Len Augsburger published this article on the 1826 Archimedes medal by Christian Gobrecht in the December 2019 issue of The E-Gobrecht, an electronic publication of the
Liberty Seated Collectors Club. With permission, we're republishing it here. Thanks. -Editor
A Gobrecht Medal Finds a Good Home At the ANA convention I got to talking with Neil Mu- sante of the Medal Collectors Association about the 1826 Archimedes medal (Julian
AM-55) engraved by Christian Gobrecht for the New England Society for Promotion of Manufactures and Mechanic Arts. Neil thought it was quite rare and wished to add an example to
his collection. Seeing as I had two of them, and that it would be going to a "good home," I did the deal and the piece illustrated was sold. Later I realized that previous
appearances of this medal could be located rather easily using Newman Portal, and a brief search yielded some results. First off, how many were struck? Bob Wester, writing in the
NENA News (1986, no. 2) reported that 15 were awarded in 1826 and 20 in 1828. His source is unnoted but is probably the Society proceedings or minutes. After that we look
at the medals themselves. Typically the awardee's name was engraved by hand in the lower reverse, but a few of these are blank, suggesting that they were una- warded
remainders or that the recipient never had their name engraved in this space. The following awarded examples are known:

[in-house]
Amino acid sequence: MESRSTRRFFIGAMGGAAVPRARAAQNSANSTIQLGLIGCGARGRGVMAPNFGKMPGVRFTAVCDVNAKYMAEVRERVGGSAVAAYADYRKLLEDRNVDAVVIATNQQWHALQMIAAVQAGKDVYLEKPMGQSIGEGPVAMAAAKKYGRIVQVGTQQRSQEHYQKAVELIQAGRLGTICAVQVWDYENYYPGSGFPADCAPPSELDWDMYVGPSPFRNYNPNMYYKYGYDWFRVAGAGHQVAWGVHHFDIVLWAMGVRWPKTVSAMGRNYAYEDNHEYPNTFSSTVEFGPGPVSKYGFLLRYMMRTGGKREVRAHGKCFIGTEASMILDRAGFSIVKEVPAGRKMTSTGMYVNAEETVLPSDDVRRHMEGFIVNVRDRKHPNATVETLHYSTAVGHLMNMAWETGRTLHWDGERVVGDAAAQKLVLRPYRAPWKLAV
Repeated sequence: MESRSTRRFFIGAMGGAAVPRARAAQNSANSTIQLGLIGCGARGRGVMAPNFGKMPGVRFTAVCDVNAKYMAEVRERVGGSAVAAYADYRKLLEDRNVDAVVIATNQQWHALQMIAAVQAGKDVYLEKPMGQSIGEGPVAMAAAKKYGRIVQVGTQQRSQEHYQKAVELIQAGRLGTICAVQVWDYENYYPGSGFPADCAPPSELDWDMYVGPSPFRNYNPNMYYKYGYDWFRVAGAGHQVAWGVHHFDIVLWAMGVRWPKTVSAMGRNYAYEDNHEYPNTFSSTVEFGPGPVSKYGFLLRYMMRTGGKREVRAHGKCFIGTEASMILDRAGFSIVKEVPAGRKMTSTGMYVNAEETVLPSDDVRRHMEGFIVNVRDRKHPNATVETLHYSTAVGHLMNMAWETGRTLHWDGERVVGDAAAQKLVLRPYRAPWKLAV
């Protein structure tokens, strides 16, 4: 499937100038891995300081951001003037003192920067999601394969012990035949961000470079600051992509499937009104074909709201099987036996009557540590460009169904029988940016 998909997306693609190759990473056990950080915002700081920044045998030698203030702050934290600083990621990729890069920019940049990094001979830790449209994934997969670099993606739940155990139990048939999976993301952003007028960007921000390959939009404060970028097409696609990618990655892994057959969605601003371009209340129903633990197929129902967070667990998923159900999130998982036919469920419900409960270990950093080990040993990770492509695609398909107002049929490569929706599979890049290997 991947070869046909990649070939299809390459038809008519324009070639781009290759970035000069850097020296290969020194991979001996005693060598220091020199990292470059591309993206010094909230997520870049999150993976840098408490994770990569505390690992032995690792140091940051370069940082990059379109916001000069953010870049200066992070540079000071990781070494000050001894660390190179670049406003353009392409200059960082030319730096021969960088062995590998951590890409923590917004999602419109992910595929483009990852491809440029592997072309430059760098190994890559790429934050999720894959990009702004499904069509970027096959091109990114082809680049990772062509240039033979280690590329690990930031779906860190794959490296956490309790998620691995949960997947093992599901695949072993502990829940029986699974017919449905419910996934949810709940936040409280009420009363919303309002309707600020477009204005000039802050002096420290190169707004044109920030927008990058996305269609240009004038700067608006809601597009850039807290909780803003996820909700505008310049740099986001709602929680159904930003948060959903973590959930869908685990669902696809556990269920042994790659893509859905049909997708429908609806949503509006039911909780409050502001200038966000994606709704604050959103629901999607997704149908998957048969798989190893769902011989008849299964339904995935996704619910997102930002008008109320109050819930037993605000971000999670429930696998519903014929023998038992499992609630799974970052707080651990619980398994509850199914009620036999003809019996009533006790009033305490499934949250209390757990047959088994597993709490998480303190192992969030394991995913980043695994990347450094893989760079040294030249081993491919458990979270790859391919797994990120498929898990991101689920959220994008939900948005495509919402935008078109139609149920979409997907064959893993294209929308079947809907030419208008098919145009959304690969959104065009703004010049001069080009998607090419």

Mrs. Edward Brooks
Samuel F. Coolidge
Of the last, special mention is required. Gobrecht's grandson, who would have known, wrote in the early 20th century that the first presentation of this award was made to
Gobrecht himself, in acknowledgement of the artistry demonstrated in the execution of the dies. The whereabouts of this medal is unknown, and apart from this single mention over a
hundred years ago, there is no further information. It may still reside in the family. Needless to say, the appearance of this medal would draw substantial commercial interest.
There is also the possibility that Gobrecht's example was never engraved with his name, meaning that we would never be able to tell which of the blank pieces might have been
Further searching revealed 19 auction appearance between 1867 and 2005, meaning that an example appears at auction about once every seven years. A few fixed price listings were
also found, most notably a pleasing toned (unawarded) piece recently sold by John Kraljevich. Finally, examples were located in the American Numismatic Society and the
Massachusetts Historical Society, both unawarded. Beyond the six named pieces listed above, there are perhaps another half dozen unawarded pieces out there, suggesting a
population of 12 silver pieces.
In addition, there are a few related oddball items. Woodward's sale of the Mickley collection 1867) offered plaster impressions of both the obverse and reverse dies. These
have not reappeared on the market. The Presidential Coin and Antique sale of 1/16/1987 presented a white metal example, said to be on a cast planchet. This was likely a test
impression prior to striking the silver pieces. Finally, the Gobrecht catalog prepared by his grandson, c. 1900, mentioned a copper example in the stock of S.H. and H. Chapman,
Philadelphia dealers. The copper piece has not been mentioned since, and is likely worth more than most of the silver examples.
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Wayne Homren, Editor
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